The Spy Was in Stitches: The Further Adventures of Secret Agent Man | Performing Arts Review | Chicago Reader

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The Spy Was in Stitches: The Further Adventures of Secret Agent Man

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The Spy Was in Stitches: The Further Adventures of Secret Agent Man,Theater Oobleck, at the Lunar Cabaret and Full Moon Cafe. Give Noam Chomsky a speedball, a sense of humor, and a penchant for the absurd and you'd have David Isaacson. His latest theatrical hurricane (part of the Rhino in Winter Festival) wraps up American international counterinsurgency, CIA-backed third-world terrorism, the GATT treaty, global capitalism, U.S. interventionism, trilateralism, and even deconstructionism in a playfully paranoid polemic. Though the Secret Agent Man was ripped to pieces in a hail of gunfire at the end of Isaacson's 1991 The Spy Threw His Voice, he's been painstakingly reassembled by the person who ordered his execution: namely Sam, the hermaphroditic "bearded lady" and self-proclaimed inventor of capitalism. During the Secret Agent Man's four-year absence, "ownership has run amok," Sam laments, resulting in the triumph of "Gingrich third-wavers" and the rise of private militias. Sam realizes that s/he needs the Secret Agent Man, the force of chaos and uncertainty, to put the world back in balance.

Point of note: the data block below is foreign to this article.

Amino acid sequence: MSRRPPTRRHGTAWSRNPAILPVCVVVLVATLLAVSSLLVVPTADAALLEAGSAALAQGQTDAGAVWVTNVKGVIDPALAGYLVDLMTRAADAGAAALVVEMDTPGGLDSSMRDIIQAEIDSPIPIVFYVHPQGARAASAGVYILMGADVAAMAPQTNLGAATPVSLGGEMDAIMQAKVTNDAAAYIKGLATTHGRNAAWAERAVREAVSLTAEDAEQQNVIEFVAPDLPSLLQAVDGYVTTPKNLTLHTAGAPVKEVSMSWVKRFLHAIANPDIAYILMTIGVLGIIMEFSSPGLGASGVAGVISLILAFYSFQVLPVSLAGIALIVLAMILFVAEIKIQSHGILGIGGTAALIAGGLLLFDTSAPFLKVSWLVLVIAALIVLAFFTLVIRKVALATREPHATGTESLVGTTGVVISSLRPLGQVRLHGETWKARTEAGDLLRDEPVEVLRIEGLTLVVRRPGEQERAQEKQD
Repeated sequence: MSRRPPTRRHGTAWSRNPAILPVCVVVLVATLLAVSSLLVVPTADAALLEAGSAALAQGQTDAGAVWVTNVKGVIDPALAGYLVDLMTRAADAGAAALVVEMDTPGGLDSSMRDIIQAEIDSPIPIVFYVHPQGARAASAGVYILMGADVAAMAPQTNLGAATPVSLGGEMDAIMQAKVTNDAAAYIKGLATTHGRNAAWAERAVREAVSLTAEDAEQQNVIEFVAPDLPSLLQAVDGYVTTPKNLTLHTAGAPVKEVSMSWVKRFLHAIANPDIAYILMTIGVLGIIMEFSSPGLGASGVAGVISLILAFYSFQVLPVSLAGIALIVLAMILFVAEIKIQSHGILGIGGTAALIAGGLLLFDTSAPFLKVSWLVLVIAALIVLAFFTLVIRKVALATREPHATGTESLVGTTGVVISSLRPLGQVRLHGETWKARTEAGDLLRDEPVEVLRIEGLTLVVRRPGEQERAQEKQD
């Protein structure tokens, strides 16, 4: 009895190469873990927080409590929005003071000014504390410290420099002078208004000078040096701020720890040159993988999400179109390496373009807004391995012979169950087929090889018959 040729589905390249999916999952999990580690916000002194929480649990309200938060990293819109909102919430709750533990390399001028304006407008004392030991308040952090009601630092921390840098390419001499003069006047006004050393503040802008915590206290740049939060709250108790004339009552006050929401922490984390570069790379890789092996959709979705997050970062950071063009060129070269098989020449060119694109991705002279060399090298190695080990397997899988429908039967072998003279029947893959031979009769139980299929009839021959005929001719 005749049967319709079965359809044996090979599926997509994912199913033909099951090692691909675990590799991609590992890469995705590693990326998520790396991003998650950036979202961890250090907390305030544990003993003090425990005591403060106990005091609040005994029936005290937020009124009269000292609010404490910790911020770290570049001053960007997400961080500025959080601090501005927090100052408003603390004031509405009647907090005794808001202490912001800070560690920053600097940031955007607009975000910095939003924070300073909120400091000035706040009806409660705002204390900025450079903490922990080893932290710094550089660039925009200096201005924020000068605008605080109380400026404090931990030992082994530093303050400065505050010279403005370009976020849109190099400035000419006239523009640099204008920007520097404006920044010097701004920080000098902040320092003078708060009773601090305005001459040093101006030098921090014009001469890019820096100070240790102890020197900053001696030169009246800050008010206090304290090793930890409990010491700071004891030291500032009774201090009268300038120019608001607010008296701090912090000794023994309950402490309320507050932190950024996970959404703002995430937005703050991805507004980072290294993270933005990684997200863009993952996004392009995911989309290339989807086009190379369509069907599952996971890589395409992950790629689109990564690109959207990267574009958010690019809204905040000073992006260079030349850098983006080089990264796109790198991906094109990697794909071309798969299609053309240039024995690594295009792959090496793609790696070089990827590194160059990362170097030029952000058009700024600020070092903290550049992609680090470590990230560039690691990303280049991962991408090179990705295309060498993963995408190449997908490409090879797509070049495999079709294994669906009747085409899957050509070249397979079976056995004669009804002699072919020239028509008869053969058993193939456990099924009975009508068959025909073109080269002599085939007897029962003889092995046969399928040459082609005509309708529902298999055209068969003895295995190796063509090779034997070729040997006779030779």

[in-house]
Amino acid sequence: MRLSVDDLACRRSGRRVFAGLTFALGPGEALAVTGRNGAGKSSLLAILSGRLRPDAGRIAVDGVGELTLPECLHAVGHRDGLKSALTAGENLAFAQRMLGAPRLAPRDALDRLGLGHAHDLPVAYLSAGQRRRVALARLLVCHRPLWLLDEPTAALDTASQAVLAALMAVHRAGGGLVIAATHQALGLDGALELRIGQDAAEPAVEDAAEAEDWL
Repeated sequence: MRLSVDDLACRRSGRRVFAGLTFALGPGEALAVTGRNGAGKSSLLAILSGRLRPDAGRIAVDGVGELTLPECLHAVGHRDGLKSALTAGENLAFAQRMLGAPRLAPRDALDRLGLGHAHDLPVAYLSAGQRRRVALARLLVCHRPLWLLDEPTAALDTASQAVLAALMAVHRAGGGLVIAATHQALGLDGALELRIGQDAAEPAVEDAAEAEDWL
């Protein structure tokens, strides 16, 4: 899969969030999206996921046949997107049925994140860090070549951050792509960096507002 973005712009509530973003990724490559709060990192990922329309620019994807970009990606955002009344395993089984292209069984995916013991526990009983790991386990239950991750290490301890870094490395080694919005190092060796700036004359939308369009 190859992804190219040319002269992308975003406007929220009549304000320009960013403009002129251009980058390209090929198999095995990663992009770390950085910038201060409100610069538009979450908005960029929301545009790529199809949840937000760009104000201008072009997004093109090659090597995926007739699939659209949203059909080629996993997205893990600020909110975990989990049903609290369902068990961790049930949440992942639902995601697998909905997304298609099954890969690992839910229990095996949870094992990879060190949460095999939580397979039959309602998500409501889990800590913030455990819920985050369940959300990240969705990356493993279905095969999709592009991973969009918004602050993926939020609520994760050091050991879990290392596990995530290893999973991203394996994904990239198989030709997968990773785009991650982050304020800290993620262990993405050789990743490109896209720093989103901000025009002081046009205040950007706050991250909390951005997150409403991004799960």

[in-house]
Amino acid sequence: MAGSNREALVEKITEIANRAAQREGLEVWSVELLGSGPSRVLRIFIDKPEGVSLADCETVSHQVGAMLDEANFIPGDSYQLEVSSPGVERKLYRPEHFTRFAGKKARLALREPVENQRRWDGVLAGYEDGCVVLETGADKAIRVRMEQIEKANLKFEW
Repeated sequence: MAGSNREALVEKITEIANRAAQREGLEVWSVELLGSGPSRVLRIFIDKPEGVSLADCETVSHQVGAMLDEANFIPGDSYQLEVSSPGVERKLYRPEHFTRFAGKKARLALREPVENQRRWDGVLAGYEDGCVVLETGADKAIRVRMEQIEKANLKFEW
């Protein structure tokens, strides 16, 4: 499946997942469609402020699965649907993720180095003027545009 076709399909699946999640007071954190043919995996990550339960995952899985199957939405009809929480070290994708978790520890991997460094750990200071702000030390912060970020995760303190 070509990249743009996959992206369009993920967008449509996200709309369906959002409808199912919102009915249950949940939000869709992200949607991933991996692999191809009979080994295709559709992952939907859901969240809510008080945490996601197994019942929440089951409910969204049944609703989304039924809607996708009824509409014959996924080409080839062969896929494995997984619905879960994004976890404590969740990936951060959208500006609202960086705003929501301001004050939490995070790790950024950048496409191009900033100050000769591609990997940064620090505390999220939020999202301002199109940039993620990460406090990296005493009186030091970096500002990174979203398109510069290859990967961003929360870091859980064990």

Oobleck's breakneck production, running just over an hour, alternates between sublime satirical subversion and impenetrable ideological mud slide. As usual Isaacson's writing bursts with ideas, which are passionately articulated by the sterling cast. But without a compelling narrative, the play inches forward even as it explodes in all directions. Think of it as a pulp sci-fi satire complete with hack ventriloquism, cheesy French accents, and lefty agitprop, and you'll be in for a treat. --Justin Hayford

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